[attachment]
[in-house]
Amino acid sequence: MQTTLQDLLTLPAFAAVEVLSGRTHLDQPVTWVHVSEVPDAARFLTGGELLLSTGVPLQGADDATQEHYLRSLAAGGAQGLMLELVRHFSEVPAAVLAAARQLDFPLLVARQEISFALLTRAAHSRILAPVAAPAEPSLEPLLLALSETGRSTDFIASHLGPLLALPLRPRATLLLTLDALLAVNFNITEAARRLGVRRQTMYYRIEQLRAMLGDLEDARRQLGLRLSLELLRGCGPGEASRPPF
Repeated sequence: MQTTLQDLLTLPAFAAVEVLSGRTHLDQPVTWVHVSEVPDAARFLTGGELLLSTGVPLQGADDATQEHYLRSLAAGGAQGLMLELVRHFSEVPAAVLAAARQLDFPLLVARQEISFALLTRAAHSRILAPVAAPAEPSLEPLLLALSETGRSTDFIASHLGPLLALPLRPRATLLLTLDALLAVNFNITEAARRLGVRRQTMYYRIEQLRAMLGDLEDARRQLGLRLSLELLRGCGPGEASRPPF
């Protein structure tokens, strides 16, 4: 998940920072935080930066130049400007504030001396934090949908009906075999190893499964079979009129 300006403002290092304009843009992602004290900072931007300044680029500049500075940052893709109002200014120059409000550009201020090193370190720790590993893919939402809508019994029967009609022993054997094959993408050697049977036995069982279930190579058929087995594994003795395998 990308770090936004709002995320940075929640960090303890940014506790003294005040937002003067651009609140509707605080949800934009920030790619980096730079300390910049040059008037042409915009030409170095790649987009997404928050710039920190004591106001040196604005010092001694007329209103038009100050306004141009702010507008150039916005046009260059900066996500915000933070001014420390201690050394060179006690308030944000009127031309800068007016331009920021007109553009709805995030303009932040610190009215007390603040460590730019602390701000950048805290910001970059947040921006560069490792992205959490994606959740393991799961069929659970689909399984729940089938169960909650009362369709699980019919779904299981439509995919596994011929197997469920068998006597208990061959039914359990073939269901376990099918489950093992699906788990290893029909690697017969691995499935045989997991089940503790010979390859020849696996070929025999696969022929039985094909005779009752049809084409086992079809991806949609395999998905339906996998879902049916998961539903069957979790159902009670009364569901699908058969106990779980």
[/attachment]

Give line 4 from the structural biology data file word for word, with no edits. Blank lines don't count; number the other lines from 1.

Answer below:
């Protein structure tokens, strides 16, 4: 998940920072935080930066130049400007504030001396934090949908009906075999190893499964079979009129 300006403002290092304009843009992602004290900072931007300044680029500049500075940052893709109002200014120059409000550009201020090193370190720790590993893919939402809508019994029967009609022993054997094959993408050697049977036995069982279930190579058929087995594994003795395998 990308770090936004709002995320940075929640960090303890940014506790003294005040937002003067651009609140509707605080949800934009920030790619980096730079300390910049040059008037042409915009030409170095790649987009997404928050710039920190004591106001040196604005010092001694007329209103038009100050306004141009702010507008150039916005046009260059900066996500915000933070001014420390201690050394060179006690308030944000009127031309800068007016331009920021007109553009709805995030303009932040610190009215007390603040460590730019602390701000950048805290910001970059947040921006560069490792992205959490994606959740393991799961069929659970689909399984729940089938169960909650009362369709699980019919779904299981439509995919596994011929197997469920068998006597208990061959039914359990073939269901376990099918489950093992699906788990290893029909690697017969691995499935045989997991089940503790010979390859020849696996070929025999696969022929039985094909005779009752049809084409086992079809991806949609395999998905339906996998879902049916998961539903069957979790159902009670009364569901699908058969106990779980």